President Bush and Prime Minister Tadeusz Mazowiecki of Poland Trade Toasts
Tadeusz Mazowiecki, a founder of Solidarity, who became Poland’s first noncommunist prime minister in forty years, visited Washington for three days of meetings in March 1990 as European and American diplomats were engrossed in negotiations to devise a plan for German reunification that would be acceptable to all nations involved. The Polish government feared that a powerful reunited Germany might attempt to claim land ceded to Poland at the conclusion of World War II. While West German Prime Minister Helmut Kohl proposed that Germany would agree after reunification to the current border between Germany and Poland along the Oder-Niesse rivers, Mazowiecki persuaded French President François Mitterand, who wanted to slow down the reunification effort, to support his position that a border treaty should be signed prior to reunification, not after. Before his meeting with Mazowiecki, Bush told Kohl that he favored Poland’s participation in international negotiations concerning the border issue. To resolve the dispute, Kohl then suggested that Bush tell Mazowiecki that Kohl was willing to agree with him on language to be included in a text concerning borders that the two German nations afterwards would officially issue. Bush misunderstood Kohl, however, and during his talk with Mazowiecki, he offered to convince Kohl to agree to a text that Mazowiecki would approve of a German-Polish treaty. The misunderstanding, nevertheless, served to move negotiations further along, and in June, the parliaments of both Germanys issued resolutions prepared by the German and Polish governments that declared the current borders as final. In June 1991, Poland and Germany signed a border treaty. In the excerpt below of toasts by Bush and Mazowiecki, the Polish leader took the opportunity to put forth his views on the matter.
Office of the Press Secretary, Notes from the State Dinner for Prime Minister Tadeusz Mazowiecki of Poland, 21 March 1990, Bush Presidential Library, Documents and Papers, Bush Library (accessed May 14, 2008).
The President. Mr. Prime Minister and His Eminence Cardinal Szoka and distinguished guests and friends of Poland, Barbara and I are delighted to host this dinner tonight and, as I said this morning on the lawn of the White House, to return in some small measure the warm hospitality that we felt on our visits to Poland. . . .
. . . I do remember my first visit to your country, Mr. Prime Minister, in the fall of 1987. Solidarity, Solidarnosc, was outlawed, underground, but still very much alive. And I remember well meeting with members of Solidarity. And afterward, as I rode to lay a wreath at the grave of Father Popieluszko, the murdered priest, in protest the state security agents removed the Polish flag from our car. But that was in 1987.
And 2 years later I went back to Poland in the summer of 1989 . . . . As I was riding through Gdansk, Solidarity's birthplace, to the Monument of the Three Crosses, thousands of Poles lined the streets, in their hands thousands of American flags and, of course, the red and white of Poland, your national flag, and the banner of Solidarnosc, high above the crowd.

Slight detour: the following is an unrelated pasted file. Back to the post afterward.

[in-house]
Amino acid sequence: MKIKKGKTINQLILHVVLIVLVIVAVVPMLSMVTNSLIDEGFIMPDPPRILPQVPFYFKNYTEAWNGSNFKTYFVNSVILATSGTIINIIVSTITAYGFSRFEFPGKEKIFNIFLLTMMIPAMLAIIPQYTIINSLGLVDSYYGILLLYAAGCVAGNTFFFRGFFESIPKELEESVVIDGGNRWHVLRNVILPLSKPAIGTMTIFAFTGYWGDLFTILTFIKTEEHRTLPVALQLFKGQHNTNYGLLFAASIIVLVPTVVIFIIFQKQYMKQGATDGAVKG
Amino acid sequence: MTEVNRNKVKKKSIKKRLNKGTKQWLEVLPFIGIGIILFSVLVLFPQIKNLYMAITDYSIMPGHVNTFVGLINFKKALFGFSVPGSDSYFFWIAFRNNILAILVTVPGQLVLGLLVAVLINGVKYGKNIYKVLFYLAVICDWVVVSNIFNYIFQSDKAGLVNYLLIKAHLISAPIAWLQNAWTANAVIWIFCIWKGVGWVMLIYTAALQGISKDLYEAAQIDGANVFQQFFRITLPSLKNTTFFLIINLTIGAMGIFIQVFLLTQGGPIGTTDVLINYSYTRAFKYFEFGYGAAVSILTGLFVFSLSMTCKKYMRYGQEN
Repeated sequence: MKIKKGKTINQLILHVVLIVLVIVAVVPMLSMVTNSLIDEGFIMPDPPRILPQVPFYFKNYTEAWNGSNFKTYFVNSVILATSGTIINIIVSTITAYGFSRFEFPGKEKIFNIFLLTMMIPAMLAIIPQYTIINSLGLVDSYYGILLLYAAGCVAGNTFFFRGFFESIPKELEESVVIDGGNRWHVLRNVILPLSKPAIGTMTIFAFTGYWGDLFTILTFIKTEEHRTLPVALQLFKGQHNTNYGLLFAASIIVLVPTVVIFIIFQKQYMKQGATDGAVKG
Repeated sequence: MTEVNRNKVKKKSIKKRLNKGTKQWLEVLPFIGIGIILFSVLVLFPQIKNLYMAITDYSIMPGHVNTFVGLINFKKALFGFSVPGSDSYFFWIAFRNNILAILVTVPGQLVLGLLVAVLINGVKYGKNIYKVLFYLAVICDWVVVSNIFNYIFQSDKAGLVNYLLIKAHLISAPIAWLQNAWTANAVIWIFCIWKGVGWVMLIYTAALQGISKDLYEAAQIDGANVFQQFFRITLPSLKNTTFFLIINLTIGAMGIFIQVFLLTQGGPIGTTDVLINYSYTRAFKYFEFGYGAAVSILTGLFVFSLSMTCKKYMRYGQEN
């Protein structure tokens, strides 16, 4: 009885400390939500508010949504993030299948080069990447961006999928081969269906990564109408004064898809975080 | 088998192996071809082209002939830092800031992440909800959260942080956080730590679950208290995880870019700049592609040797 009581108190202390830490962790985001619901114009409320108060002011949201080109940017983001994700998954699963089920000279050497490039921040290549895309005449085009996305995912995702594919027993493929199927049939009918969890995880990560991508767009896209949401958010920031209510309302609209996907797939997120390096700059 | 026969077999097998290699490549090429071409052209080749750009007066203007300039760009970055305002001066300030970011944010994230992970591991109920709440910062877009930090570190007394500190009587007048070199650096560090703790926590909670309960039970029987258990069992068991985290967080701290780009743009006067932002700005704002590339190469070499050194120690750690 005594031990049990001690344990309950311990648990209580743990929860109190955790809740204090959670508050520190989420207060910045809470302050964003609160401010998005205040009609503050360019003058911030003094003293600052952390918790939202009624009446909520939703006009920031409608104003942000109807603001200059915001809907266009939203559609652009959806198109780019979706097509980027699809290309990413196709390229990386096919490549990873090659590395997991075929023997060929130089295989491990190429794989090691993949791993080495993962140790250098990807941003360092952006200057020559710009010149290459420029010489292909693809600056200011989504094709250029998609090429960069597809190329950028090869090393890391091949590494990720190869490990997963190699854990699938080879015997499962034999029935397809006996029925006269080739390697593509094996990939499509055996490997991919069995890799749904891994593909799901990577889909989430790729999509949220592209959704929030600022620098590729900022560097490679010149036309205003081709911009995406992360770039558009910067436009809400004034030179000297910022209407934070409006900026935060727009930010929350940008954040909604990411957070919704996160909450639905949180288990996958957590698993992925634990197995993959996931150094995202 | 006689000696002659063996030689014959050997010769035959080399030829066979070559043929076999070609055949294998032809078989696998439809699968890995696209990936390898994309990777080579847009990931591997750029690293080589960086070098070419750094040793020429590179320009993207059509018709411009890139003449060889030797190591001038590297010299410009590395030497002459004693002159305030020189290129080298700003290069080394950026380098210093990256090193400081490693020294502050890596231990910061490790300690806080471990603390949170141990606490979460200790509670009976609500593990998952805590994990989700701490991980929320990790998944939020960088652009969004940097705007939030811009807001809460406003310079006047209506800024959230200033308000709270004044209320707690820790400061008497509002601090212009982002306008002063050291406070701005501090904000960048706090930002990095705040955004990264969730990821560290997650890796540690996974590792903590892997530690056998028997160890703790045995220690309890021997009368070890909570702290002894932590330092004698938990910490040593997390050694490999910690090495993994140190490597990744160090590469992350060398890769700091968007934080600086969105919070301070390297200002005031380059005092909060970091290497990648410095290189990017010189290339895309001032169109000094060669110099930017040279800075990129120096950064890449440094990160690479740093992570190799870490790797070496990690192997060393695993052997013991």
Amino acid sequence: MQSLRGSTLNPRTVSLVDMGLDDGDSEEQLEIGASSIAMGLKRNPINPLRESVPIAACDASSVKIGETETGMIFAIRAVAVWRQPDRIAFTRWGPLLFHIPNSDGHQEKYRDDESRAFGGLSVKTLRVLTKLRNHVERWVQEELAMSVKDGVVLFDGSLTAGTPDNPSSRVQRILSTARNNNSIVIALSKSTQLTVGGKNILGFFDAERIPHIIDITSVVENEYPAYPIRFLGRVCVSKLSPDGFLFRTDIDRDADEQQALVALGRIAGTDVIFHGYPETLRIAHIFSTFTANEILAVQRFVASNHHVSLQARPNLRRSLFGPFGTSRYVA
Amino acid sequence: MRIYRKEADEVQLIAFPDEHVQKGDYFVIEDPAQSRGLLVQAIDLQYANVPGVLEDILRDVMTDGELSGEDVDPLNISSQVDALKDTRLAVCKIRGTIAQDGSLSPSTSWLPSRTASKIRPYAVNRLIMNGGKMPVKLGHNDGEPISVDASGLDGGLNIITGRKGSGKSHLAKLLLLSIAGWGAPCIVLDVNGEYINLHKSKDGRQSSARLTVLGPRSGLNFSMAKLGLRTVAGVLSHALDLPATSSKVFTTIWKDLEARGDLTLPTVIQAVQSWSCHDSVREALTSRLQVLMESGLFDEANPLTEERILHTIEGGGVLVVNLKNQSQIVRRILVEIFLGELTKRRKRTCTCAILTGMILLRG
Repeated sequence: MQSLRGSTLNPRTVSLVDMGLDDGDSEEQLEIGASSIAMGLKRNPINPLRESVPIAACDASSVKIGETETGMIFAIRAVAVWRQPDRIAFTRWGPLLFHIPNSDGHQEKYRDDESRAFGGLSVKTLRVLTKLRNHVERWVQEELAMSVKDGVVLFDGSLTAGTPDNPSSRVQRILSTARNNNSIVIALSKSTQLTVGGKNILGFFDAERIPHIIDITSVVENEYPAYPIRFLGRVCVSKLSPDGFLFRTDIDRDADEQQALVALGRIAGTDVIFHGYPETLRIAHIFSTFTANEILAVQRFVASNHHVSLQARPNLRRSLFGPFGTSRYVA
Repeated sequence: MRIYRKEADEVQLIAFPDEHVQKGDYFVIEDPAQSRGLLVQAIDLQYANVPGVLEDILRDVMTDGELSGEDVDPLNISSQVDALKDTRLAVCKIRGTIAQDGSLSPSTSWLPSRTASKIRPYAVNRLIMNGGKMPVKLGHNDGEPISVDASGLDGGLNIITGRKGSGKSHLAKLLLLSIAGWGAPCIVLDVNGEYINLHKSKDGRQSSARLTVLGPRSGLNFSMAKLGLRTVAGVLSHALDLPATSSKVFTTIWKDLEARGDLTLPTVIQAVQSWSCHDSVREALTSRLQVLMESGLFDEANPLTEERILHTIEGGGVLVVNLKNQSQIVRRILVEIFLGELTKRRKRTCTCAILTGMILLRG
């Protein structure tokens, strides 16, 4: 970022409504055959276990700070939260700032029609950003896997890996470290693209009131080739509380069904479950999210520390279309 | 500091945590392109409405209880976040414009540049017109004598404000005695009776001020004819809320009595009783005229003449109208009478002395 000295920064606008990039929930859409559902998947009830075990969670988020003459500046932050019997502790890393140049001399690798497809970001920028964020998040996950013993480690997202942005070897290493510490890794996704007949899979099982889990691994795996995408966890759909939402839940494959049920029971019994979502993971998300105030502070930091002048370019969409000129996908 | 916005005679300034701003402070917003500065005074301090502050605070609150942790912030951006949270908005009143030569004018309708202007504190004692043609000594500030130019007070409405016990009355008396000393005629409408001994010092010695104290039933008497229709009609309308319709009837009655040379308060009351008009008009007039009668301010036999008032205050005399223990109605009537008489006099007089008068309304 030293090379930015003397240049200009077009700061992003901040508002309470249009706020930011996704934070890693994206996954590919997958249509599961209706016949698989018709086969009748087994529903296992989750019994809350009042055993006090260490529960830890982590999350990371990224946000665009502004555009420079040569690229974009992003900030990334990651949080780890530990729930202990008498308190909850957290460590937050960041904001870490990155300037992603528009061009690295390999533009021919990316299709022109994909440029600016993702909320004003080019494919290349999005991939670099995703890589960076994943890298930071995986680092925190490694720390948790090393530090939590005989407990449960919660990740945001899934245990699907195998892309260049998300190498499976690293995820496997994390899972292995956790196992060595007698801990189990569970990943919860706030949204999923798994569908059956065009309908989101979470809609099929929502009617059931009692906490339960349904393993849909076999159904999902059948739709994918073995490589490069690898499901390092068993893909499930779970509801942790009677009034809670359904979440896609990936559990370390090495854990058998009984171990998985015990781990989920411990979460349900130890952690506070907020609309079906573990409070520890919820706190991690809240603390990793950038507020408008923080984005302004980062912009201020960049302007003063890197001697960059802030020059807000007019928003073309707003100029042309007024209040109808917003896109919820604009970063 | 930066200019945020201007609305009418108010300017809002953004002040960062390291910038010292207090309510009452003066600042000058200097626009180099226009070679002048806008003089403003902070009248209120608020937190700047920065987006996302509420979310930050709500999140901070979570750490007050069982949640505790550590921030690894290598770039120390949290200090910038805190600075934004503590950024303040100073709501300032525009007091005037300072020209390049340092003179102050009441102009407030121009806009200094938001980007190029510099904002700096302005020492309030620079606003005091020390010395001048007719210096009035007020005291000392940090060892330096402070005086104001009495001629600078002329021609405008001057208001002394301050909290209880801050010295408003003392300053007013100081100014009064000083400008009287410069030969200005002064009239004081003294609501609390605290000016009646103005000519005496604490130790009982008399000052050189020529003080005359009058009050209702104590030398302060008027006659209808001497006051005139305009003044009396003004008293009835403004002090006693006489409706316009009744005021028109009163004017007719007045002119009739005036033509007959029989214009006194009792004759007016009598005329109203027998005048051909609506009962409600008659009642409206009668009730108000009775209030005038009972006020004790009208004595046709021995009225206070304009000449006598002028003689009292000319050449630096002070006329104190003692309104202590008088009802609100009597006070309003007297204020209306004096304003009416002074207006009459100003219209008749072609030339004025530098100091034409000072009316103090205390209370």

What a world of change in those 2 years. . . . [O]n my return this past summer, on the eve of the Revolution of '89, everywhere we found a feeling of hope -- a feeling that Poland once more held its destiny in its hand, that the time had come once more for Poland to live in freedom, for Europe to be whole and free. . . .
The Prime Minister. Mr. President; esteemed Mrs. Bush; your Eminence, Cardinal; ladies and gentlemen, I would . . . prefer to refrain from talking politics here. But I will have to speak something about politics, and please forgive me for that. . . .
In 1939 we were ravaged by the Nazi invasion. Our people suffered more than any other on Earth. Poland lost 6 million of its citizens, half of them Polish Jews. The Third Reich was crushed, and the war ended, but to our part of Europe, peace failed to bring an order based on freedom. For the next 45 years, we were forced to live under an alien political system, a totalitarian one which was imposed on the whole Eastern and Central Europe. The Poles never accepted their fate and were the first to challenge it. . . . The struggle by the Polish people to preserve their dignity and franchisement played a great role in sparking the change which today has gained such momentum. . . .
The era of Yalta is becoming history. A need is emerging for a new structure which would operate within the parity of powers to gradually free Europe of military rivalry and bring the two separated parts closer together. Such a structure needs to be based on a solid foundation. Reconciliation between nations is possible only when they do not fear either for their present or their future. For this reason, an important component of the building must be the recognition of the Polish border along the Oder and Nysa Rivers in the form of a treaty. The direct participation in the talks about that, for Poland, was a very important matter for Poland; and it has already been guaranteed. . . . I would like the United States to view Poland as one of the important actors of the present-day European politics. A strong Poland engaged in building a democratic order and freed of economic difficulties will be a stable factor of the new European order, an order based on freedom, respect of human rights, and economic and political balance on the Continent.